Space-Time Warp Measured With Aid Of Vanishing Neutron Star

Vanishing Star Helps Astronomers See Space-Time Warp

It's not easy to weigh a star, but an international team of astronomers has done just that.

In fact, they've measured the masses of both stars in an odd binary star system some 25,000 light-years from Earth--and gauged the space-time warp resulting from the system's intense gravitation.

"Our result is important because weighing stars while they freely float through space is exceedingly difficult," Dr. Joeri van Leeuwen, a University of Amsterdam astrophysicist and the leader of the team, said in a written statement. "That is a problem because such mass measurements are required for precisely understanding gravity, the force that is intimately linked to the behavior of space and time on all scales in our universe."

The binary system under study is known to astronomers as J1906. It features a fast-spinning neutron star, or pulsar, in orbit around another star that is believed to be either another neutron star or a white dwarf. Neutron stars are the smallest, densest stars known to exist. Each of the stars in the system is more massive than our sun, and they are 100 times nearer to each other than the Earth is to the sun.

To gauge the pulsar's mass and measure the warping of space within the system, the team tracked the pulsar's rotations using observations from the Arecibo Observatory in Puerto Rico (where the original observations were made) and four other radio telescopes around the world.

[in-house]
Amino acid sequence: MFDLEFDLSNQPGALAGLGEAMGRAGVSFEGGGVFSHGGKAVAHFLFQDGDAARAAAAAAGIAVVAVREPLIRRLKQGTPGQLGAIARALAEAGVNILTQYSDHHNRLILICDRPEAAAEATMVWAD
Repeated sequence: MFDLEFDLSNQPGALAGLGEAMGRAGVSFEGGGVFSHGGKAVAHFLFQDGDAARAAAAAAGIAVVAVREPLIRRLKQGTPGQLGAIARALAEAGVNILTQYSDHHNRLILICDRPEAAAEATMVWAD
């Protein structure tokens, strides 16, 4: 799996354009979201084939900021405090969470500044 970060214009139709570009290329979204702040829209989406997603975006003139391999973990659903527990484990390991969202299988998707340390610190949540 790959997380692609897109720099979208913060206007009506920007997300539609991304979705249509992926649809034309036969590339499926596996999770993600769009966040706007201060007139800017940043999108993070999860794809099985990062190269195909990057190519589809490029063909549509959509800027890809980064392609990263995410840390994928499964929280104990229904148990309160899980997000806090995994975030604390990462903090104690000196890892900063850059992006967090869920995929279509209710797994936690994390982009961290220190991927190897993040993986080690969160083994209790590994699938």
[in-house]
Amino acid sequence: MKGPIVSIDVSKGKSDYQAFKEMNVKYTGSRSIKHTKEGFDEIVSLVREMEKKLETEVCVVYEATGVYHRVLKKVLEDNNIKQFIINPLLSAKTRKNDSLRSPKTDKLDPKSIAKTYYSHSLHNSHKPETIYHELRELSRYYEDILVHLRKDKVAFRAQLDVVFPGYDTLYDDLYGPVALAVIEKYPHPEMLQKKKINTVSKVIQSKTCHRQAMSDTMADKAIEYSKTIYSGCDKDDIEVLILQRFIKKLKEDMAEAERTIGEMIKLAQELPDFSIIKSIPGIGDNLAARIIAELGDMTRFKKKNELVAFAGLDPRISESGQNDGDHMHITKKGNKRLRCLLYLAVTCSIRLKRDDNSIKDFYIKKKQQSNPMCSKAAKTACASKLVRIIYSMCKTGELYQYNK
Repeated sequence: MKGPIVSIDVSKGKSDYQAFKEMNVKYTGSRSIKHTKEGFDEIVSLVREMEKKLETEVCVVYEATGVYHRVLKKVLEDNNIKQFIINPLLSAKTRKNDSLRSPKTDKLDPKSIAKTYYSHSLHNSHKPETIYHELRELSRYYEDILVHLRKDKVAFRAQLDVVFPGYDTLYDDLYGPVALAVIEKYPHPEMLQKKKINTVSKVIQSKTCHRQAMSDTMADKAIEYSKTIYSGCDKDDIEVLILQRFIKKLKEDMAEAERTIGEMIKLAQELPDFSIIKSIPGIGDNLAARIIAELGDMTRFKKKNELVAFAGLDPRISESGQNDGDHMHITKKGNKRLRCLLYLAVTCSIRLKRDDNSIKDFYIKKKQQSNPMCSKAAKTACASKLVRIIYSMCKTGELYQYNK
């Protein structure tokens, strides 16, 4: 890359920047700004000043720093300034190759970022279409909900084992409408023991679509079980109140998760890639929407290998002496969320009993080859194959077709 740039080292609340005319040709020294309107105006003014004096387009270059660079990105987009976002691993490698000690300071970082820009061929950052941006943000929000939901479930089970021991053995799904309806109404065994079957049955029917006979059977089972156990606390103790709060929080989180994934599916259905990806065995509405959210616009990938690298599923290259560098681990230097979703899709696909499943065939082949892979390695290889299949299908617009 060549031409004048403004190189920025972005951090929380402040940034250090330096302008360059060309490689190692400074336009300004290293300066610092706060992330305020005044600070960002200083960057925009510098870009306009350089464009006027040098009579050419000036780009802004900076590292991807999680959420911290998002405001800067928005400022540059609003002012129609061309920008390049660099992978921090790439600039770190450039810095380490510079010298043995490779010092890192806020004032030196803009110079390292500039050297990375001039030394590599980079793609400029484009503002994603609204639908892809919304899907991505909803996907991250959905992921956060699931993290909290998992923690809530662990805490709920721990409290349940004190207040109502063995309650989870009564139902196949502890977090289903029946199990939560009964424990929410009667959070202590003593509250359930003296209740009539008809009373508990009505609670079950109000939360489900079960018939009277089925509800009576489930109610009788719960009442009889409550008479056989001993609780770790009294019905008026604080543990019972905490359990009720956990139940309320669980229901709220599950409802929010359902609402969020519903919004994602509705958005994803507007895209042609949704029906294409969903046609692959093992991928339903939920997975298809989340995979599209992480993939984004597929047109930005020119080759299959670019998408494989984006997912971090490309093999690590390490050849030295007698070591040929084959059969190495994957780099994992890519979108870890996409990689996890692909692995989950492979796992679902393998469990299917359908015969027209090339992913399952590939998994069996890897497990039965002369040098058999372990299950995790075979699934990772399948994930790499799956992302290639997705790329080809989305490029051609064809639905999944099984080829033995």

The measurements showed that the pulsar's mass is about 1.29 times the mass of the sun, Dr. Ingrid Stairs, a professor of physics and astronomy at The University of British Columbia in Vancouver, told The Huffington Post in an email. Its companion star is about 1.32 times as massive as the sun.

The extreme gravity within the system causes a wobble in the axis of the pulsar's spin (see video above), meaning the portion of the pulsar's emission that we are able to see changes over time.

"We have observed this, and in fact it turns out that we are starting to get close to the edge of the emission region, so that the pulsar is getting fainter and fainter," Stairs told The Huffington Post in an email. "We were lucky to catch it before it disappeared."

But the pulsar isn't gone forever.

"This cosmic spinning top is expected to wobble back into view," van Leeuwen said in the statement, "but it might take as long as 160 years."

A paper describing the research was published Jan. 8, 2015 in The Astrophysical Journal. The research was presented in Seattle on Jan. 8 at a meeting of the American Astronomical Society.

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